By midmorning on April 1, Sheridan's men had located the entrenchments that Pickett's men had thrown up along White Oak Road at Five Forks. In addition to the cavalry and infantry that manned the mile-and-three quarters line, the Confederates had also posted cannon at a few points with a field of fire.
Sheridan's men spread out to develope the extent of the position, and their scouting reports erroneously placed the enemy's left flank much farther east than it was.
Sheridan formulated a simple battle plan. He would mass all of Warren's infantry against the enemy's left, and while his troopers pressed all along the front, the foot soldiers would turn the flank. The roads were muddy and the terrain a tangle of underbrush, so it took Warren's men until almost 4:00 p.m. to form where Sheridan wanted them. The restless, combative cavalrymen attributed these delays to Warren's lack of leadership. Finally, between 4:15 and 4:30, the attack commenced.
Just about every element in Sheridan's plan failed to perform as intended. His cavalrymen were unable to mount any serious advance against the White Oak Road line and were, for the most part, spectators to the combat that did take place. The infantry advance also faced serious problems. As dictated by Sheridan, Warren's corps advanced in a two division front with the third following on the right as a reserve. Sheridan intended for the right front division (Brevet Major General Samual W. Crawford commanding) to strike the angle of the enemy's works, with the left front (under Brevet Major General Romeyn B. Ayres) taking the line headon. But the faulty cavalry reconnaissance now bedeviled the execution of these instructions. The real flank was well west of where Sheridan thought it to be, so much so that General Crawford's division missed it completely as it moved forward, and Ayers's men took fire from their left as they brushed past it.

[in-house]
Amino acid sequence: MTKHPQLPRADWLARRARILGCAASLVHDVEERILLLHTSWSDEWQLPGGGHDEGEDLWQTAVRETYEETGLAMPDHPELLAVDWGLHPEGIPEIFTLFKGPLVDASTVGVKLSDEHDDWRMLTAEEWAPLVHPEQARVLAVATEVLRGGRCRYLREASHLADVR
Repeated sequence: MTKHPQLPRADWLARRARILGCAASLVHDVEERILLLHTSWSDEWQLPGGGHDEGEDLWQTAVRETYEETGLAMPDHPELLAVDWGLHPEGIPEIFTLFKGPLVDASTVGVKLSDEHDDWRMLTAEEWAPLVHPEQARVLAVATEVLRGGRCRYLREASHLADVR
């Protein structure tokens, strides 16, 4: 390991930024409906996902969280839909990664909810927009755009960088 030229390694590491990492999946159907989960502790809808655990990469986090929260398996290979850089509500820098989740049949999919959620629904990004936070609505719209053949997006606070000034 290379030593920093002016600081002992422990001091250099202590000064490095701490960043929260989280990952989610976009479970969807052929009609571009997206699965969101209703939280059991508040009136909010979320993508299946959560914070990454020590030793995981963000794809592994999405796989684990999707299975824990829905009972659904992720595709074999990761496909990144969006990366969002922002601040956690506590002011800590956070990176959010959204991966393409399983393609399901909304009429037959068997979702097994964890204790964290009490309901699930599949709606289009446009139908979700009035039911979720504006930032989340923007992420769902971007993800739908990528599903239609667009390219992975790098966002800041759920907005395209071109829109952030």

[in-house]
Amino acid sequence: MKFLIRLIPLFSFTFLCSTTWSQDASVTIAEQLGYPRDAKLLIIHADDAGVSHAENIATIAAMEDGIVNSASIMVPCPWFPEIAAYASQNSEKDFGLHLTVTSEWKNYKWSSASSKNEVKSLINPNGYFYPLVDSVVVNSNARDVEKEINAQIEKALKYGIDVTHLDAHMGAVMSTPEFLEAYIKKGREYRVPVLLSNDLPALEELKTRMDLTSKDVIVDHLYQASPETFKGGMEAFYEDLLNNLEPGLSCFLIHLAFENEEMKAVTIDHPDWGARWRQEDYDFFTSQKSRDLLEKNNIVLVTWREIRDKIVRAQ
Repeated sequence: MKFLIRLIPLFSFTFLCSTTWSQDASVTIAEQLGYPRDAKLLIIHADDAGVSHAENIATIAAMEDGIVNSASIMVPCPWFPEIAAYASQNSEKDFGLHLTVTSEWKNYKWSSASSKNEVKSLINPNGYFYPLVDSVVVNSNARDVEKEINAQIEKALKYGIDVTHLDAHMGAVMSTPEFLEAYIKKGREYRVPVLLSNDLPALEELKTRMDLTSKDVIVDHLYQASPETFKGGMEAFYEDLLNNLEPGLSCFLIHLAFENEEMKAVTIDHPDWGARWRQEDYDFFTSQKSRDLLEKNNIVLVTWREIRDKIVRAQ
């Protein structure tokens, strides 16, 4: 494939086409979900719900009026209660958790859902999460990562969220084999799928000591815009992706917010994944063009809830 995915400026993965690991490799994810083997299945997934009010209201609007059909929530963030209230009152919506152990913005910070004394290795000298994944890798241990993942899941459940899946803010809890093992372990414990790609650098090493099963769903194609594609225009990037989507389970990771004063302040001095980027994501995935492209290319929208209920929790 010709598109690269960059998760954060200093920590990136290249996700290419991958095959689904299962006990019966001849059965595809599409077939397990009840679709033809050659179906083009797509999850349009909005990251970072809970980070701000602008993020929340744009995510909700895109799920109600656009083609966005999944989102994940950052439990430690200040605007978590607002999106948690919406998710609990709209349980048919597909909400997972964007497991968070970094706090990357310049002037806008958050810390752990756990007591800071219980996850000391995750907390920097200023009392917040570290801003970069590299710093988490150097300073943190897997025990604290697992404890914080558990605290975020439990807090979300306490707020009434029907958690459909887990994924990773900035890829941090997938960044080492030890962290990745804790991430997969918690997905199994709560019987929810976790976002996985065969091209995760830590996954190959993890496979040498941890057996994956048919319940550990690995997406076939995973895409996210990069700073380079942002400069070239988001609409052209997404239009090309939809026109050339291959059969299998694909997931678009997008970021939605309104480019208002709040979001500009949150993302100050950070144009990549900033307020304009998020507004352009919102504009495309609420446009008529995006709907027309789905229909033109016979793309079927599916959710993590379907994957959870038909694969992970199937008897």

Ayers needed about fifteen minutes to reorient his units and to mount an attack toward the flank. This maneuver broke contact with Crawford, who continued to advance as ordered and was soon lost to sight in the heavy thickets. The reserve following Crawford, Brevet Major Charles Griffin's division, halted while its commander sorted things out. Warren, trying to hold a central position, sent all of his aides galloping off to reorient his errant divisions, and, when that failed, he rode out to take command himself. Sheridan, riding with Ayers's advance, led the charge that breasted and captured the left flank of Pickett's White Oak Road line.
Helping the Federals immeasurably was a command paralysis on the Confederate side. When most of the day had passed with no sign of an attack, both Pickett and Fitzhugh Lee rode off to a shad bake with Major General Thomas L. Rosser, whose reserve cavalry was camped on the north side of Hatcher's Run. The two officers neglected to notify their next in command that they were absent, so there was a fatal break in the Confederate chain of command. With no one in overall control, southern soldiers fought the blue waves in isolated pockets of resistance. In a crowing piece of irony, atmospheric conditions so muffled the sound of battle that neither Pickett or Fitzhugh Lee knew that anything was happening until it was far too late to reverse the situation.
After Ayers's men stormed and overran the return, dazed Confederates tried to organize a new defensive line to face them, but Griffin moved in on Ayers right and beat them down. Then Crawford appeared, coming down from the north, directed there by General Warren. Now Sheridan's cavalry came alive and swept around the Confederate right, only to be caught up in a wild melee that allowed many of the Rebel infantrymen to escape.
Nevertheless, it was a stunning victory. Of the 9,200 men under Pickett and Lee, nearly a third were killed, captured, or wounded, at a loss to Union arms of slightly more than 800. The way was now wide open to the South Side Railroad, and Robert E. Lee's best escape route was closed.